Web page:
Graduate Institute Alumni Blossom Beyond Academic Walls
Jennifer New asks alums of the Obermann Institute on Engagement and the Academy to share their advice for graduates doing engaged and public-facing work, and how higher ed can better support innovative projects.
Dr. Janice Byrd (2016 Iowa PhD in Education, now Assistant Professor at Kent State University) describes her experience building Delta Academy during graduate school, an organization working with BIPOC and economically disadvantaged middle school students in Coralville, and how she has continued to work with middle schoolers in her engaged research, teaching, and service. She emphasizes reciprocity, learning from communities as they’re learning from you, and cautions against the “academic trap” of producing knowledge that benefits ourselves and our careers and not those communities.
Dr. Erica Damman (2018 Iowa PhD in Environmental Humanities, now Director of Marketing and E-commerce, EJ Victor) describes how her sense of public engagement has evolved throughout her academic and professional experiences, from her MFA to the Institute to her PhD to her career outside the academy. She makes distinctions between working with established communities and creating new spaces to have conversations, and explains how her understanding of what it means to be a creator has changed since the Institute.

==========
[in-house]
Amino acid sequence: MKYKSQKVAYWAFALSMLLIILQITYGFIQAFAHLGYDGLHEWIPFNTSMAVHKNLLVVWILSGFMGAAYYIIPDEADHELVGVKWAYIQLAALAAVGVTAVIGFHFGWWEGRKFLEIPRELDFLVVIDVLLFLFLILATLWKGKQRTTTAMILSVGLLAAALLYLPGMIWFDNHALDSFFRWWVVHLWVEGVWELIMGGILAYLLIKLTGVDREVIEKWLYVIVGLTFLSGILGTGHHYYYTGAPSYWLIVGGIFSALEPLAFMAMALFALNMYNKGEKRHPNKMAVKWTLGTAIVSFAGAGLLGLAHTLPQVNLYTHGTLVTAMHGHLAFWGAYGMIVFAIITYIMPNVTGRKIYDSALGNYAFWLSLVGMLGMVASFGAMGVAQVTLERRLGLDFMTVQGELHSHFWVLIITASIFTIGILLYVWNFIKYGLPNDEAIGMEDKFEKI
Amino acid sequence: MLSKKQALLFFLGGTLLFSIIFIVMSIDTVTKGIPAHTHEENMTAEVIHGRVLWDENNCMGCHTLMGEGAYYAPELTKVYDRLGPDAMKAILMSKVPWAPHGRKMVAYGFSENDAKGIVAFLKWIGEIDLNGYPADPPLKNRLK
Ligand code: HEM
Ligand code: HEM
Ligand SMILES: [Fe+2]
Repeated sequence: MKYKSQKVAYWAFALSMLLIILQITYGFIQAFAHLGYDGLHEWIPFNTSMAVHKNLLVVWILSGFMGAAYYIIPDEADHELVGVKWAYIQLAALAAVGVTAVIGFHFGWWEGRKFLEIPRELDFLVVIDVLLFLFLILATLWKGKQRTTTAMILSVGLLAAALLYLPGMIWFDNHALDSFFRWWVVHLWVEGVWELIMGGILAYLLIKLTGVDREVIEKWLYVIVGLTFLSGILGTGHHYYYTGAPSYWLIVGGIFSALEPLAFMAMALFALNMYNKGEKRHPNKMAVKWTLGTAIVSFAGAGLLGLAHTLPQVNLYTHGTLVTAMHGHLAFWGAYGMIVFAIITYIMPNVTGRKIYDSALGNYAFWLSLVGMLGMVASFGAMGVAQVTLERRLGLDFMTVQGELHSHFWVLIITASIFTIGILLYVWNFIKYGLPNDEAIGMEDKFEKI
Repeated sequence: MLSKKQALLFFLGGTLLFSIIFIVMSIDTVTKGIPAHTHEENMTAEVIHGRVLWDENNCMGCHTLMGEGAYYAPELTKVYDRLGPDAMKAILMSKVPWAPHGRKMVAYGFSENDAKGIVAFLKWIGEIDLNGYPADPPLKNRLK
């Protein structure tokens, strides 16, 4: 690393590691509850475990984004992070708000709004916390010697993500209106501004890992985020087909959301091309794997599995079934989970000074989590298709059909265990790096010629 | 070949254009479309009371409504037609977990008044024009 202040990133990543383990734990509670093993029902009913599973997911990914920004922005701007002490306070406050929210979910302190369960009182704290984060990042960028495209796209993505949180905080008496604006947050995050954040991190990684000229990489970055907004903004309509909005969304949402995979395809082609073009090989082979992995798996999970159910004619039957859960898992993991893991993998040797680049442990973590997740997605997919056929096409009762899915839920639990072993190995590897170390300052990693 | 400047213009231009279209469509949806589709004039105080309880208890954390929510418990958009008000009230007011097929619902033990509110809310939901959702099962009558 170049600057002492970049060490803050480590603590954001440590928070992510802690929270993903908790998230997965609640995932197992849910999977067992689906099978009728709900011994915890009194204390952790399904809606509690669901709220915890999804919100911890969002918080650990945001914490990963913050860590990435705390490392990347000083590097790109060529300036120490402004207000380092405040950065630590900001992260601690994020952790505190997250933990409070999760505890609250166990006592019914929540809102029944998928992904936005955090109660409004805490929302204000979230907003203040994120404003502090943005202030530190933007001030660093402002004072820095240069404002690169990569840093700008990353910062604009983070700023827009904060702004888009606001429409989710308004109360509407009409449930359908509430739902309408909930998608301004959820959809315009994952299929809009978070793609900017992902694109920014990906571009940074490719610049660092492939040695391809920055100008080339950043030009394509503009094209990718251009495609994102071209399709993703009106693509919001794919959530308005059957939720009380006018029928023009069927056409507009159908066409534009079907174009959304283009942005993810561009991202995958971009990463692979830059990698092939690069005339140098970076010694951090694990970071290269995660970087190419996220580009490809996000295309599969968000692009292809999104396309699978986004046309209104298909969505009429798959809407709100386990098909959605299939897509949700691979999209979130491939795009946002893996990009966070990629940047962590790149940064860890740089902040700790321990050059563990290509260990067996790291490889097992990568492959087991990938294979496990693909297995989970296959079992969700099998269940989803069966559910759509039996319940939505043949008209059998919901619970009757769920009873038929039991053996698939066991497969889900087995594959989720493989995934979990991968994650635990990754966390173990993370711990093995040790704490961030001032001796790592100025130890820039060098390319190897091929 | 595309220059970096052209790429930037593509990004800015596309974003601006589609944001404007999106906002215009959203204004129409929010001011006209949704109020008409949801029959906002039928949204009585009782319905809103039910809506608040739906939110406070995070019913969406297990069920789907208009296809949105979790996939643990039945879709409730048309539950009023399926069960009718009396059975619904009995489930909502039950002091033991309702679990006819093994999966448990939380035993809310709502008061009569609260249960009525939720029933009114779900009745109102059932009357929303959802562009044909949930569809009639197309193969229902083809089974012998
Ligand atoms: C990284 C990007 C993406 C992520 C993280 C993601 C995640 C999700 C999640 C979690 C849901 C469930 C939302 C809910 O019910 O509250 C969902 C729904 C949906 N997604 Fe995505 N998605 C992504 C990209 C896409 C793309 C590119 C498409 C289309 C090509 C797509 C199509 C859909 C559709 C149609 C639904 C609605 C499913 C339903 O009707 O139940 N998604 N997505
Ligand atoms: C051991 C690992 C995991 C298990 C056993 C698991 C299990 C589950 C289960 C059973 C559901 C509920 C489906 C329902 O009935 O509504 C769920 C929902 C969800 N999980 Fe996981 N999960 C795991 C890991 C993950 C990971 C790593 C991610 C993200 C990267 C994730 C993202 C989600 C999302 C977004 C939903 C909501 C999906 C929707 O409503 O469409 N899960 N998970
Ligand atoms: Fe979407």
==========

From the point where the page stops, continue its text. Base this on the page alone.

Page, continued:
Dr. Bridget Draxler (2011 Iowa PhD in English, now Associate Director of Writing, Speaking, and Academic Support at St. Olaf College) discusses how engaged work can create connections between teaching and research, between generations, and between local and global issues. Her publicly-engaged experiences include curating museum exhibits, teaching courses with community-engaged projects, hosting book clubs, running a writing center, and publishing a book as part of UI Press’s Humanities and Public Life series. She emphasizes the importance of sustainability in community-engaged work, even as scholars might move to new places and institutions.
Dr. Kate Kedley (2017 Iowa PhD in Teaching and Learning—Language, Literacy, Culture, now Assistant Professor at Rowan University) explains how recent years (and the pandemic months) have shifted their definitions of community, place, and engaged work. Kedley is involved with a group of teachers, human rights activists, lawyers, and poets organizing against state oppression in Honduras. Kedley shares practical tips for beginning engaged work after moving to a new place and new community, based on their experiences moving from Iowa to New Jersey.
Dr. stef shuster (2014 Iowa PhD in Sociology, now Assistant Professor at Michigan State University) shares how institutional support can shape engagement and what seems possible and viable. After being challenged by rigidly-defined opportunities and a lack of resources at other institutions, shuster describes their current efforts to build meaningful relationships with community partners in their new location and with these lessons learned. shuster also discusses their research on trans medicine, their courses designed for pre-med students, and their new engaged project about the experiences of queer and trans communities of color within the healthcare system.